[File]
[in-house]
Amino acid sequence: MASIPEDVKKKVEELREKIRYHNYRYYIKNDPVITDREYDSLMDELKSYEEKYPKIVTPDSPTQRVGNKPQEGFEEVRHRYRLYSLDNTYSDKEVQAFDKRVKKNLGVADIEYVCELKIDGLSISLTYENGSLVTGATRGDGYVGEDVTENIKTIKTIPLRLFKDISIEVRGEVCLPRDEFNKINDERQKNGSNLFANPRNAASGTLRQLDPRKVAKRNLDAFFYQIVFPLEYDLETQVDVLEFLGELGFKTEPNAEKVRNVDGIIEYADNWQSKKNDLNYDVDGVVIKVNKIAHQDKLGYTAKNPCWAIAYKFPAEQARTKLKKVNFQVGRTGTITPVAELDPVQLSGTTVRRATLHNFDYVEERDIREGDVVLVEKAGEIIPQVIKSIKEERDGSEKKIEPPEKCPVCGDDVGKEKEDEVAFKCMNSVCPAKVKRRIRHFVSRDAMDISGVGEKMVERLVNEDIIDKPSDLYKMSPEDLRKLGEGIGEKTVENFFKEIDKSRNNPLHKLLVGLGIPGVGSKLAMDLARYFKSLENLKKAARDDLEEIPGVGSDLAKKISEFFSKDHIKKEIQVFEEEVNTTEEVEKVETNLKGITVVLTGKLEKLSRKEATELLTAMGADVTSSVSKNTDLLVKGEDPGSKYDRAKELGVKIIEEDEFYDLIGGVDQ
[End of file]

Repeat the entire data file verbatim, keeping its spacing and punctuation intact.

[in-house]
Amino acid sequence: MASIPEDVKKKVEELREKIRYHNYRYYIKNDPVITDREYDSLMDELKSYEEKYPKIVTPDSPTQRVGNKPQEGFEEVRHRYRLYSLDNTYSDKEVQAFDKRVKKNLGVADIEYVCELKIDGLSISLTYENGSLVTGATRGDGYVGEDVTENIKTIKTIPLRLFKDISIEVRGEVCLPRDEFNKINDERQKNGSNLFANPRNAASGTLRQLDPRKVAKRNLDAFFYQIVFPLEYDLETQVDVLEFLGELGFKTEPNAEKVRNVDGIIEYADNWQSKKNDLNYDVDGVVIKVNKIAHQDKLGYTAKNPCWAIAYKFPAEQARTKLKKVNFQVGRTGTITPVAELDPVQLSGTTVRRATLHNFDYVEERDIREGDVVLVEKAGEIIPQVIKSIKEERDGSEKKIEPPEKCPVCGDDVGKEKEDEVAFKCMNSVCPAKVKRRIRHFVSRDAMDISGVGEKMVERLVNEDIIDKPSDLYKMSPEDLRKLGEGIGEKTVENFFKEIDKSRNNPLHKLLVGLGIPGVGSKLAMDLARYFKSLENLKKAARDDLEEIPGVGSDLAKKISEFFSKDHIKKEIQVFEEEVNTTEEVEKVETNLKGITVVLTGKLEKLSRKEATELLTAMGADVTSSVSKNTDLLVKGEDPGSKYDRAKELGVKIIEEDEFYDLIGGVDQ